What does the year ahead hold for Brolly? Are there any future plans you can share with us? 

It’s always hard to predict what we’ll be doing much further than a few weeks! We try really hard to be led by experimentation and data, so we look at low-impact ways to learn new things and get new insights that will help us decide what to invest time in at a more significant scale. That said, the core driver is finding ways to help our users optimise their insurance coverage and making it really easy for them to take action. We’ll follow the data on this wherever it takes us!

This will almost certainly include adding more products to our shop, but we want to make sure we’re providing really good experiences with a few important products rather than going for full market coverage straight away. We know there’s a lot we can learn and we’re in the lucky position of being able to build without legacy constraints to design things with the customer in mind from the start.

What is the one pearl of wisdom you would share with FinTechs starting their journey and why? 

Culture is key. It touches so many aspects of a company’s ability to adapt and grow – people’s positivity and bias to action, willingness to experiment and learn, the ability to find creative solutions and a lot more besides. Having every decision centralised doesn’t work well. A strong culture is what allows a team and individuals to work autonomously and creatively, knowing that everyone will be working towards the same goal.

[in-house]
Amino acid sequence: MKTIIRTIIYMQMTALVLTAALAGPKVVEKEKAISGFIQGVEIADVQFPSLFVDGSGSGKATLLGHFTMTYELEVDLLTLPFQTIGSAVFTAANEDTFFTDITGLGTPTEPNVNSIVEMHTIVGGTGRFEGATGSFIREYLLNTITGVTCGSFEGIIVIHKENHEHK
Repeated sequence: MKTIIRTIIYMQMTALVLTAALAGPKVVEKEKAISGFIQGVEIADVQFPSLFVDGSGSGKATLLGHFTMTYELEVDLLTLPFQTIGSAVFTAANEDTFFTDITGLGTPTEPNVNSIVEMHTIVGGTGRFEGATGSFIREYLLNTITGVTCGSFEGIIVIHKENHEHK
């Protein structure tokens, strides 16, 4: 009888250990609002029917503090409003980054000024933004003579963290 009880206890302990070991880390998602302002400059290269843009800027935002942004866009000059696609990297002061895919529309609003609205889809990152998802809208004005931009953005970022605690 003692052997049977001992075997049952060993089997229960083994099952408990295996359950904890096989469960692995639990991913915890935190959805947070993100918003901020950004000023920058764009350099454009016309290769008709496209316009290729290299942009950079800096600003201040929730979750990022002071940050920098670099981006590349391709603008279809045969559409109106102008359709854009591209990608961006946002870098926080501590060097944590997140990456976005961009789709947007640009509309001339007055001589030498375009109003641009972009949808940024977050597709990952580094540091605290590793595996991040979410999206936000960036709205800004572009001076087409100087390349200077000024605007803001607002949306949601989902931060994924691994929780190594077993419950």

Whilst not hiring ‘brilliant jerks’ is important, it’s also about more than that. You have to actively and consciously build culture, otherwise it will build itself. This means thinking about – and making decisions based on – this, early. This is especially true of hiring. It’s important to get together with your growing team earlier than you think, reflect on what’s going well and what can be improved, and be intentional about building the company’s culture together.


About the Author:

As Head of Operations at Brolly, Alex Lawrence-Archer works across finance, legal and operations, as well as supporting CEO Phoebe Hugh to develop and realise the company’s overall strategy. He was one of Brolly’s earliest employees and helped the company grow from 4 to 12 and move into a brand new office across 2017. Alex started out as a corporate lawyer in London before spending four years working as a strategy consultant in international development in East Africa and the US for the UN and European Commission.

More about FinTech Vantage:

This post is part of the FinTech Vantage series by KAE that provides a fresh perspective and hears first-hand from various players across the FinTech ecosystem.

KAE will be posting a number of interviews with FinTechs that share their candid viewpoints and to really get under the skin of the FinTech world.